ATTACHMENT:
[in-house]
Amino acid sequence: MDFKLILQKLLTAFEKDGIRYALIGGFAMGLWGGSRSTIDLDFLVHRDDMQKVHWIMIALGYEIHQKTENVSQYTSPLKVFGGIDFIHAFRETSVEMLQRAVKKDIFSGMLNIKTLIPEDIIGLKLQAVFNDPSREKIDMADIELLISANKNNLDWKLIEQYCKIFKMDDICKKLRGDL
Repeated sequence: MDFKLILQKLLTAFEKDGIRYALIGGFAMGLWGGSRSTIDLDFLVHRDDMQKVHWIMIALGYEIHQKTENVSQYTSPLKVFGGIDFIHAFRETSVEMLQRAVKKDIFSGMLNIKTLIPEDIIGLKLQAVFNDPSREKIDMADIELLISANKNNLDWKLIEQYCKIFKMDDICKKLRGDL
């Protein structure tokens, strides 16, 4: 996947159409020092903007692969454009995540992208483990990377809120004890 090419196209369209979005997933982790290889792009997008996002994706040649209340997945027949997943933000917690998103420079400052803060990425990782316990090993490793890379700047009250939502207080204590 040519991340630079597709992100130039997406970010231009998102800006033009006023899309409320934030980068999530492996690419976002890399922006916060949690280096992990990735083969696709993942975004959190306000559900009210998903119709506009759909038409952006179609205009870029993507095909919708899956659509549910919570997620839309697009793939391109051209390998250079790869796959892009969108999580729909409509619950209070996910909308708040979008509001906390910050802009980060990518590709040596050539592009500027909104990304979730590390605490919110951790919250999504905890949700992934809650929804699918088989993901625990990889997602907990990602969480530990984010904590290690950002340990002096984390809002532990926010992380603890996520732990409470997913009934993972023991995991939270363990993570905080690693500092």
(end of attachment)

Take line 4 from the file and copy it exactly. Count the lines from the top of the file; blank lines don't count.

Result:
């Protein structure tokens, strides 16, 4: 996947159409020092903007692969454009995540992208483990990377809120004890 090419196209369209979005997933982790290889792009997008996002994706040649209340997945027949997943933000917690998103420079400052803060990425990782316990090993490793890379700047009250939502207080204590 040519991340630079597709992100130039997406970010231009998102800006033009006023899309409320934030980068999530492996690419976002890399922006916060949690280096992990990735083969696709993942975004959190306000559900009210998903119709506009759909038409952006179609205009870029993507095909919708899956659509549910919570997620839309697009793939391109051209390998250079790869796959892009969108999580729909409509619950209070996910909308708040979008509001906390910050802009980060990518590709040596050539592009500027909104990304979730590390605490919110951790919250999504905890949700992934809650929804699918088989993901625990990889997602907990990602969480530990984010904590290690950002340990002096984390809002532990926010992380603890996520732990409470997913009934993972023991995991939270363990993570905080690693500092």